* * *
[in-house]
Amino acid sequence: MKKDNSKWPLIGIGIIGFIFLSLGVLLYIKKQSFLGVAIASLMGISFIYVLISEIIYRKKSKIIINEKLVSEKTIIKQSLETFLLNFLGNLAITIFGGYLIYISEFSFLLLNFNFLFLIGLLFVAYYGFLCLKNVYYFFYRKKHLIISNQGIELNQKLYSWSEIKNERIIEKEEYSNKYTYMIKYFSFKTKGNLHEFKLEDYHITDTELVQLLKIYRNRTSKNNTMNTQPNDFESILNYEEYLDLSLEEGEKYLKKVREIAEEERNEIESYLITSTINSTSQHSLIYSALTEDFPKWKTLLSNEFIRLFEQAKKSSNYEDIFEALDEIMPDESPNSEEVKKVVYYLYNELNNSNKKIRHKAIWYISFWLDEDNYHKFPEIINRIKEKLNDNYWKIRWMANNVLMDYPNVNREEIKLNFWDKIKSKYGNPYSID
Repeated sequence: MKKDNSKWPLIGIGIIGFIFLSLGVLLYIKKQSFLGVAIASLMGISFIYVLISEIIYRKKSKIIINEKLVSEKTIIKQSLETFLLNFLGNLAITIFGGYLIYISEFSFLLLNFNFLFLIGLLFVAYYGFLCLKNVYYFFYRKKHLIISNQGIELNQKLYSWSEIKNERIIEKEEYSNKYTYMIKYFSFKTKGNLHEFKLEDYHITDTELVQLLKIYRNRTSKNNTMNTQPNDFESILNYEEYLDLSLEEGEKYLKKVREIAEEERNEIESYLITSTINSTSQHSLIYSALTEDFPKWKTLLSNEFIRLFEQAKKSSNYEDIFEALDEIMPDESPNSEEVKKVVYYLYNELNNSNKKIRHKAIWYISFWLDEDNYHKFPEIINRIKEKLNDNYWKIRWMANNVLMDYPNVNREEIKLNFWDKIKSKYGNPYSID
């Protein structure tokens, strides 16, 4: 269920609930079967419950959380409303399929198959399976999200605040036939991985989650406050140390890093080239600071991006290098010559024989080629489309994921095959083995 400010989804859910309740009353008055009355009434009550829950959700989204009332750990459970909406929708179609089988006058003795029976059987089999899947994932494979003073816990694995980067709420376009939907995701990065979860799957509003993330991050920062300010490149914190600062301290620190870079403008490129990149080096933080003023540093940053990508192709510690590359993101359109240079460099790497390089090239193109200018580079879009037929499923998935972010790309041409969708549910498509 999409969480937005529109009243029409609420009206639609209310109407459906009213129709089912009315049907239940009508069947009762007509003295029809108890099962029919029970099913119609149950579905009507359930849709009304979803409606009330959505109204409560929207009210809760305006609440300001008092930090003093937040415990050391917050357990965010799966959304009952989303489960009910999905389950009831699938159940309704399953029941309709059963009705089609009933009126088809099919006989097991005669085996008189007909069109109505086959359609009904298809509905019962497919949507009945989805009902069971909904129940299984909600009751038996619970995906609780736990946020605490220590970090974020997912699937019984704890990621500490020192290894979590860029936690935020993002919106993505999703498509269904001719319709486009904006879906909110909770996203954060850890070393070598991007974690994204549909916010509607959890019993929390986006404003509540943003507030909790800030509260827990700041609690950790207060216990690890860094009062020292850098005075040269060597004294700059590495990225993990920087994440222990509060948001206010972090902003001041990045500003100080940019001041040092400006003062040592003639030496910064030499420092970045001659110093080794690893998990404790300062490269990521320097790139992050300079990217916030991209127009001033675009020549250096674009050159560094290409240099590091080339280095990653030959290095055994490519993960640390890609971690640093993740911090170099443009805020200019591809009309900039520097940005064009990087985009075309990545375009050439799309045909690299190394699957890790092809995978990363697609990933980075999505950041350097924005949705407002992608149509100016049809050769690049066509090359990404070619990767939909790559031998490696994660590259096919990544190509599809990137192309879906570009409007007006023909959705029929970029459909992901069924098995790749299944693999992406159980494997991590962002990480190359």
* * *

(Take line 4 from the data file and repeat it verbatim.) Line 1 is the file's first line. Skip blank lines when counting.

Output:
């Protein structure tokens, strides 16, 4: 269920609930079967419950959380409303399929198959399976999200605040036939991985989650406050140390890093080239600071991006290098010559024989080629489309994921095959083995 400010989804859910309740009353008055009355009434009550829950959700989204009332750990459970909406929708179609089988006058003795029976059987089999899947994932494979003073816990694995980067709420376009939907995701990065979860799957509003993330991050920062300010490149914190600062301290620190870079403008490129990149080096933080003023540093940053990508192709510690590359993101359109240079460099790497390089090239193109200018580079879009037929499923998935972010790309041409969708549910498509 999409969480937005529109009243029409609420009206639609209310109407459906009213129709089912009315049907239940009508069947009762007509003295029809108890099962029919029970099913119609149950579905009507359930849709009304979803409606009330959505109204409560929207009210809760305006609440300001008092930090003093937040415990050391917050357990965010799966959304009952989303489960009910999905389950009831699938159940309704399953029941309709059963009705089609009933009126088809099919006989097991005669085996008189007909069109109505086959359609009904298809509905019962497919949507009945989805009902069971909904129940299984909600009751038996619970995906609780736990946020605490220590970090974020997912699937019984704890990621500490020192290894979590860029936690935020993002919106993505999703498509269904001719319709486009904006879906909110909770996203954060850890070393070598991007974690994204549909916010509607959890019993929390986006404003509540943003507030909790800030509260827990700041609690950790207060216990690890860094009062020292850098005075040269060597004294700059590495990225993990920087994440222990509060948001206010972090902003001041990045500003100080940019001041040092400006003062040592003639030496910064030499420092970045001659110093080794690893998990404790300062490269990521320097790139992050300079990217916030991209127009001033675009020549250096674009050159560094290409240099590091080339280095990653030959290095055994490519993960640390890609971690640093993740911090170099443009805020200019591809009309900039520097940005064009990087985009075309990545375009050439799309045909690299190394699957890790092809995978990363697609990933980075999505950041350097924005949705407002992608149509100016049809050769690049066509090359990404070619990767939909790559031998490696994660590259096919990544190509599809990137192309879906570009409007007006023909959705029929970029459909992901069924098995790749299944693999992406159980494997991590962002990480190359």